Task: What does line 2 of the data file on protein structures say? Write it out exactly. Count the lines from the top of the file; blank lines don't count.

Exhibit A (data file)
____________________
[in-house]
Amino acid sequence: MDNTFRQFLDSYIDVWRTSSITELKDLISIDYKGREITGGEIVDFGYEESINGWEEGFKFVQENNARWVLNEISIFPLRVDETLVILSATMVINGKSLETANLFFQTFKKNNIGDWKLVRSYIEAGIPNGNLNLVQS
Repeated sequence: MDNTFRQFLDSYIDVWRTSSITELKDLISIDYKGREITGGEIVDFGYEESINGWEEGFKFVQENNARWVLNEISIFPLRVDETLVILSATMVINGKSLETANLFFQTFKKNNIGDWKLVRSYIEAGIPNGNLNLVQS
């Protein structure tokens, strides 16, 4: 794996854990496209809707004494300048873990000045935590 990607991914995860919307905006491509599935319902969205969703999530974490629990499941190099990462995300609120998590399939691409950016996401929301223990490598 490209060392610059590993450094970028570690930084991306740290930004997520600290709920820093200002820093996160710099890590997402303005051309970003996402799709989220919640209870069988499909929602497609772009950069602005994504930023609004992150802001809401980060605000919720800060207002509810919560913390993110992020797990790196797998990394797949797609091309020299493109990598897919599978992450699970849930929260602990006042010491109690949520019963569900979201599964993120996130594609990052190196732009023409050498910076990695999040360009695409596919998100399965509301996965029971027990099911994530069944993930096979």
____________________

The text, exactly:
Amino acid sequence: MDNTFRQFLDSYIDVWRTSSITELKDLISIDYKGREITGGEIVDFGYEESINGWEEGFKFVQENNARWVLNEISIFPLRVDETLVILSATMVINGKSLETANLFFQTFKKNNIGDWKLVRSYIEAGIPNGNLNLVQS